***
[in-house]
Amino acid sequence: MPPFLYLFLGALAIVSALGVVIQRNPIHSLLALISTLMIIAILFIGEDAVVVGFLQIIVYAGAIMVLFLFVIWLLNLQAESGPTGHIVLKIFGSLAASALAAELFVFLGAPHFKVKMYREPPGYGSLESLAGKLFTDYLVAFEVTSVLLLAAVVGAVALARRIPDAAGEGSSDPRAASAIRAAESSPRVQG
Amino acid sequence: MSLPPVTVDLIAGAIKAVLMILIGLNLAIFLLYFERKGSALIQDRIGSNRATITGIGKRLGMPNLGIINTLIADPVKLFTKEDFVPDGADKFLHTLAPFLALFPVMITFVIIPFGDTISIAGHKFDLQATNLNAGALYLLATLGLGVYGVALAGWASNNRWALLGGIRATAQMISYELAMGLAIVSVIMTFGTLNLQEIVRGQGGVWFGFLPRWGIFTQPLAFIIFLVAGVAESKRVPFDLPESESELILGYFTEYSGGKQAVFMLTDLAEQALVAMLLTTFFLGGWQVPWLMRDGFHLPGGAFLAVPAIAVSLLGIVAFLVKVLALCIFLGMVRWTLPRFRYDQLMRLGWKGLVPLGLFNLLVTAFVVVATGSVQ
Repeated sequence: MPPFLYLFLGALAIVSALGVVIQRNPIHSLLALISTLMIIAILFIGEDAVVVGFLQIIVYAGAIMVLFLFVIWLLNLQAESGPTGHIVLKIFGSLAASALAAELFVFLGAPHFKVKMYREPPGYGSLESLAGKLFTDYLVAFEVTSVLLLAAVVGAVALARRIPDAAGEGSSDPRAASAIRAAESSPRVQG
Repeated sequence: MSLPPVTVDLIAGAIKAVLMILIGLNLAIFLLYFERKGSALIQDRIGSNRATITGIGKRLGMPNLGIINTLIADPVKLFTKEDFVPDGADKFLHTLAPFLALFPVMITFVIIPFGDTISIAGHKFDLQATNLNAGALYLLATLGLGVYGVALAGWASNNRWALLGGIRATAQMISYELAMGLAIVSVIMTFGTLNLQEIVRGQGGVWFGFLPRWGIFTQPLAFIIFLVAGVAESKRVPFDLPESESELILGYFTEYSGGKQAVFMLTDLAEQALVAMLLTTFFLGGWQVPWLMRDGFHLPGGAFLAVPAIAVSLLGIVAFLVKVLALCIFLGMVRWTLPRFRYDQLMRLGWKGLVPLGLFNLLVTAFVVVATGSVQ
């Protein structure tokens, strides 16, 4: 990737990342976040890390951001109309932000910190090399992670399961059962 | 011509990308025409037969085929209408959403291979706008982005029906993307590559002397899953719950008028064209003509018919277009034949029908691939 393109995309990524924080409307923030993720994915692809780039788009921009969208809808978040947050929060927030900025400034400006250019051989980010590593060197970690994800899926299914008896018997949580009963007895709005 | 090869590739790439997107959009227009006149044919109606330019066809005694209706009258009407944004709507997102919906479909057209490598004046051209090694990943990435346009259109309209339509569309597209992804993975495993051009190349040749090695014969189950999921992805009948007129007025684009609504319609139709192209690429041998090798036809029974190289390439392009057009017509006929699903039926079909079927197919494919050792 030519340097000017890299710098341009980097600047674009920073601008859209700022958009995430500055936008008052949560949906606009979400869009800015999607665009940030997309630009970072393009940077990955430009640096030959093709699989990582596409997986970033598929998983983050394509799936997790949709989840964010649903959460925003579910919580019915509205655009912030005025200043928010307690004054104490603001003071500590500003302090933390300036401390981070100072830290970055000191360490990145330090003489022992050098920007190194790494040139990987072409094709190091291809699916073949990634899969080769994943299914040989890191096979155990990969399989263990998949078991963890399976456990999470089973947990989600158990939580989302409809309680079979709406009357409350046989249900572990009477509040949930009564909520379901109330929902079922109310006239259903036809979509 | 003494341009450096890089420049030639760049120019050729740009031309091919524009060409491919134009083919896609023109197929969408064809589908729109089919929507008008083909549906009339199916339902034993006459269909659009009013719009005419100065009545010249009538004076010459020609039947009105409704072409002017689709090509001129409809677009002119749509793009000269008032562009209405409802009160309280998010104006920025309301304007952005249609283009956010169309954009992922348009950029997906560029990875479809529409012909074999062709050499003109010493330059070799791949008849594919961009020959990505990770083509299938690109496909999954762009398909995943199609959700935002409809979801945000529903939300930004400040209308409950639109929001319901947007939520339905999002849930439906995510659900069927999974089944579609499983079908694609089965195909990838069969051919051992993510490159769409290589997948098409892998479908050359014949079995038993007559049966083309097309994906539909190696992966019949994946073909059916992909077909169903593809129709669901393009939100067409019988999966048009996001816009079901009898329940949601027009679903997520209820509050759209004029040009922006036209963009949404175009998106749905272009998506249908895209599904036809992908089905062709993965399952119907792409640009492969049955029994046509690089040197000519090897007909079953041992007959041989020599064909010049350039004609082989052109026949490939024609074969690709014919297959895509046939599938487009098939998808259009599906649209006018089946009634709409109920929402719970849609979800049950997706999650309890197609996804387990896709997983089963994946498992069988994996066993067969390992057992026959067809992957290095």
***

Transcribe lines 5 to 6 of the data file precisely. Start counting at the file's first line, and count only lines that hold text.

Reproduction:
Repeated sequence: MSLPPVTVDLIAGAIKAVLMILIGLNLAIFLLYFERKGSALIQDRIGSNRATITGIGKRLGMPNLGIINTLIADPVKLFTKEDFVPDGADKFLHTLAPFLALFPVMITFVIIPFGDTISIAGHKFDLQATNLNAGALYLLATLGLGVYGVALAGWASNNRWALLGGIRATAQMISYELAMGLAIVSVIMTFGTLNLQEIVRGQGGVWFGFLPRWGIFTQPLAFIIFLVAGVAESKRVPFDLPESESELILGYFTEYSGGKQAVFMLTDLAEQALVAMLLTTFFLGGWQVPWLMRDGFHLPGGAFLAVPAIAVSLLGIVAFLVKVLALCIFLGMVRWTLPRFRYDQLMRLGWKGLVPLGLFNLLVTAFVVVATGSVQ
């Protein structure tokens, strides 16, 4: 990737990342976040890390951001109309932000910190090399992670399961059962 | 011509990308025409037969085929209408959403291979706008982005029906993307590559002397899953719950008028064209003509018919277009034949029908691939 393109995309990524924080409307923030993720994915692809780039788009921009969208809808978040947050929060927030900025400034400006250019051989980010590593060197970690994800899926299914008896018997949580009963007895709005 | 090869590739790439997107959009227009006149044919109606330019066809005694209706009258009407944004709507997102919906479909057209490598004046051209090694990943990435346009259109309209339509569309597209992804993975495993051009190349040749090695014969189950999921992805009948007129007025684009609504319609139709192209690429041998090798036809029974190289390439392009057009017509006929699903039926079909079927197919494919050792 030519340097000017890299710098341009980097600047674009920073601008859209700022958009995430500055936008008052949560949906606009979400869009800015999607665009940030997309630009970072393009940077990955430009640096030959093709699989990582596409997986970033598929998983983050394509799936997790949709989840964010649903959460925003579910919580019915509205655009912030005025200043928010307690004054104490603001003071500590500003302090933390300036401390981070100072830290970055000191360490990145330090003489022992050098920007190194790494040139990987072409094709190091291809699916073949990634899969080769994943299914040989890191096979155990990969399989263990998949078991963890399976456990999470089973947990989600158990939580989302409809309680079979709406009357409350046989249900572990009477509040949930009564909520379901109330929902079922109310006239259903036809979509 | 003494341009450096890089420049030639760049120019050729740009031309091919524009060409491919134009083919896609023109197929969408064809589908729109089919929507008008083909549906009339199916339902034993006459269909659009009013719009005419100065009545010249009538004076010459020609039947009105409704072409002017689709090509001129409809677009002119749509793009000269008032562009209405409802009160309280998010104006920025309301304007952005249609283009956010169309954009992922348009950029997906560029990875479809529409012909074999062709050499003109010493330059070799791949008849594919961009020959990505990770083509299938690109496909999954762009398909995943199609959700935002409809979801945000529903939300930004400040209308409950639109929001319901947007939520339905999002849930439906995510659900069927999974089944579609499983079908694609089965195909990838069969051919051992993510490159769409290589997948098409892998479908050359014949079995038993007559049966083309097309994906539909190696992966019949994946073909059916992909077909169903593809129709669901393009939100067409019988999966048009996001816009079901009898329940949601027009679903997520209820509050759209004029040009922006036209963009949404175009998106749905272009998506249908895209599904036809992908089905062709993965399952119907792409640009492969049955029994046509690089040197000519090897007909079953041992007959041989020599064909010049350039004609082989052109026949490939024609074969690709014919297959895509046939599938487009098939998808259009599906649209006018089946009634709409109920929402719970849609979800049950997706999650309890197609996804387990896709997983089963994946498992069988994996066993067969390992057992026959067809992957290095």